I have three parents: my biological, of whom I love dearly and miss.
my adoptive parents, knowing full well being a nineteen year old with no experience of life and sometimes when a sobbing phone call is warranted, they will answer with ease.
My ___ parents, the parents of who the adoptive ones could never be: they take care of me twenty-four seven because we virtually live together.
Originally my ___ parents were meant to be a joke. Mostly because at the time I was one of the youngest ___ in ___ and a lot more naive than the others. My parents were heartbroken that I had to wander so much, lost and alone and needed some comfort in the words:
“Dad. Mom. Somebody’s taking care of me, don’t worry and I love you.”
I sat down with the ___ parents yesterday commenting on the role I had in life. It was one of my more serious moments.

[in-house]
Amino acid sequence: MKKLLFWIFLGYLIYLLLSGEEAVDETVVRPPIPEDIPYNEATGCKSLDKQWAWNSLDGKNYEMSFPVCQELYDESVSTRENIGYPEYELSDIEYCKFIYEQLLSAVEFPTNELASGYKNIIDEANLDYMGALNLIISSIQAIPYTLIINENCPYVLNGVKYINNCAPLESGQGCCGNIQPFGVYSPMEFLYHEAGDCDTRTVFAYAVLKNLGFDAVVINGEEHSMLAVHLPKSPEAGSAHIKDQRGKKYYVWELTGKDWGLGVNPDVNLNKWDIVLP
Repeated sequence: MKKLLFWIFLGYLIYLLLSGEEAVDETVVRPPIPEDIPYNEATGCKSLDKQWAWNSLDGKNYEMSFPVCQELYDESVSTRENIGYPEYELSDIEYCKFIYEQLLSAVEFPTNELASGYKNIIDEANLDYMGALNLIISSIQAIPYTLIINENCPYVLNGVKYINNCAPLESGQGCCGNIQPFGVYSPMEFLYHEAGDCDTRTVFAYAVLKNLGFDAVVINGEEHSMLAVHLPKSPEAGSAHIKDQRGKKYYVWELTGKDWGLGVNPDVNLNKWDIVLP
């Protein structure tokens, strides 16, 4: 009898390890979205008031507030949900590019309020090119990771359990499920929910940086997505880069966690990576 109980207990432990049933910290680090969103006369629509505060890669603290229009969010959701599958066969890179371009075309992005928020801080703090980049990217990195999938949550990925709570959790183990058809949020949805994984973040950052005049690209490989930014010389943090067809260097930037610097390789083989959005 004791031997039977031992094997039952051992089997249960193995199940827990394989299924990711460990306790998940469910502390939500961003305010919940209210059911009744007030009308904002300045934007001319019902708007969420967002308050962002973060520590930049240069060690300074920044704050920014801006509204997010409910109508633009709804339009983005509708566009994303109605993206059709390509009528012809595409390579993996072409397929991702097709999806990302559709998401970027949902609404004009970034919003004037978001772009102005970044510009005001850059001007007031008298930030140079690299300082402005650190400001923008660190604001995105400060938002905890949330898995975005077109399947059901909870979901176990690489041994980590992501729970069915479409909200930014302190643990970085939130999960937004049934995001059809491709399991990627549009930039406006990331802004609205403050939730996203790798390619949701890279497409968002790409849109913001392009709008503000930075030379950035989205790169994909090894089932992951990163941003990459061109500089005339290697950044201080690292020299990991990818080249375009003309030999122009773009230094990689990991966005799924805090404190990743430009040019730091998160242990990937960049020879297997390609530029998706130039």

“I don’t know what it is, being comfortable, being this, being that. But I’m happy with who I was, who I am, and who I’m becoming. I’m excited for further changes.”
“What do you mean?”
“Well, I called my parents this morning and had a beautiful discussion. They said I have gotten cockier. And normally that’s an insult. It’s a compliment for me.”
“Well, when you’re meek and insecure it shows; when you’re cocky and you know it, you know it. It’s not necessarily being just cocky. It’s being comfortable in the shoes you’re in. But there’s also arrogance.”
“Well, cocky is the idea that you’re confident about something and so confident that people know. And arrogance is the knowledge of something hidden behind a facade of somewhat insecurity. To be that arrogant is to be scared.”
“Scared of what?”
“Losing, I guess. Losing to somebody more powerful than you and being unable to admit it due to you’re already broken self esteem.”
“Well, what if you had to tell somebody to stop being arrogant?”
“I don’t know. But challenge accepted.”